Got a black toenail? Many runners experience black toenails at some point.

While unsightly, black toenails are not usually a reason for concern. However, in some cases, they can be a sign of a more serious condition.

Read on to find out what causes a black toenail and how to get rid of black toenails.

Black Toenail and Toenail Color Changes

Toenails can turn black for a variety of reasons, including trauma and underlying medical conditions.

Toenail color changes depending on what’s causing them. For example, wearing the wrong running shoes can turn your toes black within a matter of hours.

By contrast, a toenail turning black due to nutritional deficiencies or underlying medical conditions may be more gradual. It may start as discoloration under the toe followed by a bluish toenail that then becomes darker.

Trauma resulting from the impact may not turn your toenails black right away. The toenail may first become red, then purple, then dark brown. Only after the blood under the nail clots will the nail become black.

Toenail discoloration can also be whitish, yellow, purple, or green. When concerned, it’s important to see a doctor as toenail discoloration can be a sign of a serious medical condition.

What Causes Black Toenail: Common Causes and Conditions

From common bruises to fungal infections and other conditions, here’s what may cause black toenails.

Bruise under the nail

Medically known as a subungual hematoma, a bruise under the nail can develop if you wear tight shoes.

Your toe gets cramped in the front, leading to damage to the blood vessels beneath the nail. This type of bruise may also appear if you stub your toe.

Subungual hematoma occurs frequently among runners. Beginners develop it because they may not always wear the right shoes. Meanwhile, more experienced runners may have it simply because they run a lot.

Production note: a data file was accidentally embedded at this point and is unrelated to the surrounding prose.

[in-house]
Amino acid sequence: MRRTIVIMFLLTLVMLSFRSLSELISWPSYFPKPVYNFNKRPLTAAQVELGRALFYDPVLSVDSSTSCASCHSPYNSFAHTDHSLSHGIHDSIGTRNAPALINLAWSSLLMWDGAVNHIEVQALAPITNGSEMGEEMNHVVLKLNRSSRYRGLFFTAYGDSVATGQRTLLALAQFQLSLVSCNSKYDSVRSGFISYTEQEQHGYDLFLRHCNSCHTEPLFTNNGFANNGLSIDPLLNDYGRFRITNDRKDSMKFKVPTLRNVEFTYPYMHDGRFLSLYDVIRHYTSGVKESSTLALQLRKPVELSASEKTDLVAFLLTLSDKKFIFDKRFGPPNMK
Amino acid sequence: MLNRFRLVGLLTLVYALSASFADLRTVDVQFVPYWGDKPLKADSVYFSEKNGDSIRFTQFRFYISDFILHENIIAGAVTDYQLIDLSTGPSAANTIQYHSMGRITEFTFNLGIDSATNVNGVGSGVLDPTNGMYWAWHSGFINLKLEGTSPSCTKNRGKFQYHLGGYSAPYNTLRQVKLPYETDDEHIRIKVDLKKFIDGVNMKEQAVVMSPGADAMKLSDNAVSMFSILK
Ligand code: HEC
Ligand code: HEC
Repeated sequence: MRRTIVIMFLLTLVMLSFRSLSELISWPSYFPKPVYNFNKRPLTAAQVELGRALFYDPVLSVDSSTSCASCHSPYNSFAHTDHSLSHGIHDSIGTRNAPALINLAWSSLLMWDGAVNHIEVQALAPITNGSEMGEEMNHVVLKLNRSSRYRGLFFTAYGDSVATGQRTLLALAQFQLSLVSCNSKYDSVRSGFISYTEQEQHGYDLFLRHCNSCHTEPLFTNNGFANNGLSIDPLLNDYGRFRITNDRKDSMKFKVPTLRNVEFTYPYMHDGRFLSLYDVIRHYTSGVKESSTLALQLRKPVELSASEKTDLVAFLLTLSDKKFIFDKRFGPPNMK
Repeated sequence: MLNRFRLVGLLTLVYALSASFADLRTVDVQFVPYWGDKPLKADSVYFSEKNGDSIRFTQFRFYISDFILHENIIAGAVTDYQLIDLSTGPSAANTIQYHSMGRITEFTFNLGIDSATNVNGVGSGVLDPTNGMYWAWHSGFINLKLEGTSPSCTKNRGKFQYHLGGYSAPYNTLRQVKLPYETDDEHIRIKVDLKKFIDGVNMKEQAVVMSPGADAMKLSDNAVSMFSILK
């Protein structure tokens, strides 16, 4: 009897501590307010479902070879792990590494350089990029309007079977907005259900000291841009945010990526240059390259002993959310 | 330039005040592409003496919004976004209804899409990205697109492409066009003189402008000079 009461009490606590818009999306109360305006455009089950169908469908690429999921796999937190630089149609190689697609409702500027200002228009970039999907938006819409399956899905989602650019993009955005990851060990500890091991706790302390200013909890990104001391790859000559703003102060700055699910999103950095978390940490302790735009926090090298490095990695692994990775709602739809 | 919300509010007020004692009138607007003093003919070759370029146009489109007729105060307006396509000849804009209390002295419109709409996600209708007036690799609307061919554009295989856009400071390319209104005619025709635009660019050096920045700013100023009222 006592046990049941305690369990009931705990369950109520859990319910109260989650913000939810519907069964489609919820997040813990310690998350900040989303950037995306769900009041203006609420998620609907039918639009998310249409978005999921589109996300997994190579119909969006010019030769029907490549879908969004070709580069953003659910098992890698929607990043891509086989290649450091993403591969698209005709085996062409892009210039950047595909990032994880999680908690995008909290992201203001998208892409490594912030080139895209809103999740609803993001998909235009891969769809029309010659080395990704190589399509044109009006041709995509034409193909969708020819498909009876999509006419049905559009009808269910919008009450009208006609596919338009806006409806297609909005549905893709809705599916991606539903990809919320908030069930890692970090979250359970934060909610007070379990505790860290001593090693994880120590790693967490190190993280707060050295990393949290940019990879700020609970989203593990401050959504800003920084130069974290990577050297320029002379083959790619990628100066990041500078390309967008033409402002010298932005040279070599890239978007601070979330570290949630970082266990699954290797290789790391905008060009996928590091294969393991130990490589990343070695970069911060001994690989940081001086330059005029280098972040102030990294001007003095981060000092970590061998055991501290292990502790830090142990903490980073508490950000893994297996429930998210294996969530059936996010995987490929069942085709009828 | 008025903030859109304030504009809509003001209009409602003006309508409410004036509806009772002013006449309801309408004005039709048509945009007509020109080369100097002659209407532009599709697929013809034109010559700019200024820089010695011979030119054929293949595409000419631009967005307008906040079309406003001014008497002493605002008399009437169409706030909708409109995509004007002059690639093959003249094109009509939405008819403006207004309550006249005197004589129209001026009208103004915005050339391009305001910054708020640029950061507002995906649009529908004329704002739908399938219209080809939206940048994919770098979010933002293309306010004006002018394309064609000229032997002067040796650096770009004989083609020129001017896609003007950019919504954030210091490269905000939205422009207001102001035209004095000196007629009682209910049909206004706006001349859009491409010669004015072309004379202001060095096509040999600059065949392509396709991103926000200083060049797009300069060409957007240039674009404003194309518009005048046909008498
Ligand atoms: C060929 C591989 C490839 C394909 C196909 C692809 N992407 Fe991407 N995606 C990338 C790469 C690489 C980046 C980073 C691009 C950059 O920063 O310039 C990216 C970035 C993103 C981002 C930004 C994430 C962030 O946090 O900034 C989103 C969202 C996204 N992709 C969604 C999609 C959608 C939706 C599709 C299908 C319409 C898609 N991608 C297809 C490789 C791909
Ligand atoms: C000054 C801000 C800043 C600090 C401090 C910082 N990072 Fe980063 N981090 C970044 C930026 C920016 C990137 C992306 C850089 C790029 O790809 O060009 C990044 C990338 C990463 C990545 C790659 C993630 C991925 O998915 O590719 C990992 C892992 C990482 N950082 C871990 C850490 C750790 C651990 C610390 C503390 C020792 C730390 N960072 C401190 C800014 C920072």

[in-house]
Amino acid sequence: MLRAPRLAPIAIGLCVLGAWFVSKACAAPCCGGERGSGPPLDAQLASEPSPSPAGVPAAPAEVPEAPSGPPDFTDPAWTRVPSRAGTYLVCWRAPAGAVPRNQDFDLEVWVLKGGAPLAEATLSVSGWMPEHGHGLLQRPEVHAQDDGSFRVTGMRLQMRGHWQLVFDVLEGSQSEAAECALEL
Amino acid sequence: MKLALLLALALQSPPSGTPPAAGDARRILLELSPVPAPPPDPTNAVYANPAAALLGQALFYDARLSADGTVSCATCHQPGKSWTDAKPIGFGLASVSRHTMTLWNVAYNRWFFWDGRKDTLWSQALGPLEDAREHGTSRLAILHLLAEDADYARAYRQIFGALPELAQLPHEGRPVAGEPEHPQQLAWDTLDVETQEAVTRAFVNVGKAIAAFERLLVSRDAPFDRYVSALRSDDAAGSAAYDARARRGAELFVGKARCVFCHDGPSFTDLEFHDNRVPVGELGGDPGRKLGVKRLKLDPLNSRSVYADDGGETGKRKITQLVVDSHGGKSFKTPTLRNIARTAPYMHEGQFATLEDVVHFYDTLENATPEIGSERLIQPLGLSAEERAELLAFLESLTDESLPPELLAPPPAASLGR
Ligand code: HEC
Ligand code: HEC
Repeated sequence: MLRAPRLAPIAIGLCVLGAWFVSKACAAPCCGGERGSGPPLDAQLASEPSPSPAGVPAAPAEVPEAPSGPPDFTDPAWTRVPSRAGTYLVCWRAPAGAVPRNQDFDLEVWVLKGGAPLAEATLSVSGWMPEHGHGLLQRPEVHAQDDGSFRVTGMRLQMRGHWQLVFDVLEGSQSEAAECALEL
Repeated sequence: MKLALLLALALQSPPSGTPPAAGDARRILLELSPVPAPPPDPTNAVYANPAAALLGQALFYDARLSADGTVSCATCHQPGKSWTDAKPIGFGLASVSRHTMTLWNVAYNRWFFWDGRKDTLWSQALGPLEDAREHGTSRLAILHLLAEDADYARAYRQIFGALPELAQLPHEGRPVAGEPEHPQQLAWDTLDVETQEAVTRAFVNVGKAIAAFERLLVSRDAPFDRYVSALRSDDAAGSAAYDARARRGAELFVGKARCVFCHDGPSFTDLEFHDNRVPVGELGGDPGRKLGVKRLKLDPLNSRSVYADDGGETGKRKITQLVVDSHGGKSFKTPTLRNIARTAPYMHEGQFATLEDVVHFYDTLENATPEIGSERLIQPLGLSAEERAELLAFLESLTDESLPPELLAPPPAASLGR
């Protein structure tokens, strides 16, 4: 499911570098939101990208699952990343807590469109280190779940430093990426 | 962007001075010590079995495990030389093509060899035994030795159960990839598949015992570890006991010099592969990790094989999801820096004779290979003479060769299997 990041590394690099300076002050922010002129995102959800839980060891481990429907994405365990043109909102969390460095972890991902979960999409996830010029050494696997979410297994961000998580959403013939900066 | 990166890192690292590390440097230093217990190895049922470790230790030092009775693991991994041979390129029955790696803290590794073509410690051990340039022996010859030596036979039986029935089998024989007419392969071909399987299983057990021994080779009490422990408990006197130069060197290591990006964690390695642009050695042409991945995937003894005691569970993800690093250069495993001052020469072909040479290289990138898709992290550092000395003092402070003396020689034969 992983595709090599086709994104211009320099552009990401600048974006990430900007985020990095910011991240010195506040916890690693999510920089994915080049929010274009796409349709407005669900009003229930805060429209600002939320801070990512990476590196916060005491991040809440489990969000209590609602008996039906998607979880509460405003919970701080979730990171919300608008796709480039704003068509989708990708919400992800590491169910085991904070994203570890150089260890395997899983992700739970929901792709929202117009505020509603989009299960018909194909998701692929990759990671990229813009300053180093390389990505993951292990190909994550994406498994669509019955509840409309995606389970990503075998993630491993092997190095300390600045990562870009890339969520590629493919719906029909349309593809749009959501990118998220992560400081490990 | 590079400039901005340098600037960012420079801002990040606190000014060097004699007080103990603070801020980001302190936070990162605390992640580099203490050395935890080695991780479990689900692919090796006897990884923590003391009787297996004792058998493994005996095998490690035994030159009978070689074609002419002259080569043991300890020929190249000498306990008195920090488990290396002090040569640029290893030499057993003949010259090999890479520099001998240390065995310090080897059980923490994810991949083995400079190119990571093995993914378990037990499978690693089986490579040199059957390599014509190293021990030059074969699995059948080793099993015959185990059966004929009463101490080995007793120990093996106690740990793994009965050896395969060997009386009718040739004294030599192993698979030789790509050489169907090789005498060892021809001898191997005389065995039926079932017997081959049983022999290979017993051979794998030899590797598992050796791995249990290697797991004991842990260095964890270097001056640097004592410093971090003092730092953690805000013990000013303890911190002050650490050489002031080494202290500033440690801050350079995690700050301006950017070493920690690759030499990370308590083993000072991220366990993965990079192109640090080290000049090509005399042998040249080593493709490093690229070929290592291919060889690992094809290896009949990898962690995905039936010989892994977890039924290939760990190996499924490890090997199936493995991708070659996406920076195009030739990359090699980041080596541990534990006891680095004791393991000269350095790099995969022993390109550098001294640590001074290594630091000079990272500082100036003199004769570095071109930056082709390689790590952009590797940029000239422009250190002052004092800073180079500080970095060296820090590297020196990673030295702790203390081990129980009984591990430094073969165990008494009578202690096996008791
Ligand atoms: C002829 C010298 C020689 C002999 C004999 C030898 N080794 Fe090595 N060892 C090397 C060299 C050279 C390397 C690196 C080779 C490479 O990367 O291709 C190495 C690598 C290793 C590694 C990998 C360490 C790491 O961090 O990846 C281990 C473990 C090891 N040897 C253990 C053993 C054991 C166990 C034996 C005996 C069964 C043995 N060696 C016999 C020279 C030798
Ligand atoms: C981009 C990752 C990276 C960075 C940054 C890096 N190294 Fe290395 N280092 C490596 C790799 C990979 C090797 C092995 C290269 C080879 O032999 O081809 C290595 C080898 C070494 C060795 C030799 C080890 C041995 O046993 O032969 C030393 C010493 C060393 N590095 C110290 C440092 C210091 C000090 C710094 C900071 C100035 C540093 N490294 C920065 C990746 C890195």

Feet may swell when running because of the impact with the road. Blood flow to the feet also increases to deliver enough oxygen to the muscles. Increased blood flow can also contribute to mild swelling in the feet.

Nail fungus

Nail fungus or onychomycosis is another common cause of black under toenails.

It may begin as a white or yellow-brown spot under the nail and darken with time.

Other symptoms can include brittle, crumbly, or misshapen toes, bad smell, discoloration, and toes becoming separated from the nail bed.

Black toenail fungus may affect several toes. When it doesn’t cause pain or have other symptoms, you may not need to see a doctor. If it’s painful, though, you should see a doctor.

Ingrown toenail

A toenail may grow into the skin that surrounds the nail bed. When this happens, you have an ingrown toenail.

An ingrown toenail can cause a bacterial infection. This may change the color of the nail.

If your toe is painful and you suspect you may have an ingrown toenail, see a doctor.

Underlying medical condition

Black toenail? Diabetes and a variety of other medical conditions may have caused it.

  • Diabetes. People with diabetes have poorer blood flow to the feet. Because of this, a minor toe injury can lead to wet gangrene and a higher risk of infection.
  • Kidney disease. Kidney disease can cause discoloration in the toenails including black toenails.
  • Heart disease. Circulatory problems can affect blood flow to your toes. This can change the color of the nails.
  • Anemia. One sign of B12 deficiency anemia can be the darkening of the toenails due to hyperpigmentation. This is more common in darker-skinned people.


In rare cases, a black spot under the toenail can be due to subungual melanoma.

This type of cancer usually affects people aged 50–70. It’s more prevalent among African Americans, Asians, and Native Americans.

Known as a subungual melanoma, it may appear brown to black in color and have variegated borders.

If you have any concerns about a black spot under your toenail, play it safe and see a doctor.

Can a Black Toenail Cause Complications?

A black toenail caused by trauma usually heals on its own within a few months. And because it’s painless, you can keep running with it, provided you wear comfortable running shoes.

Endurance runners may experience recurrent black toenails. In some cases, the nails may fall off.

If you have persistent black toes due to intense running, you may want to take regular salt baths and keep your toes clean. This will help reduce the risk of infection.

Black toenail fungus can be more difficult to treat. It can spread to other toes or feet. It may also come back despite treatment.

A black spot under the toenail caused by melanoma is the most worrisome. Melanoma can spread to other parts of the body. But if caught and treated early, a good outcome is more likely.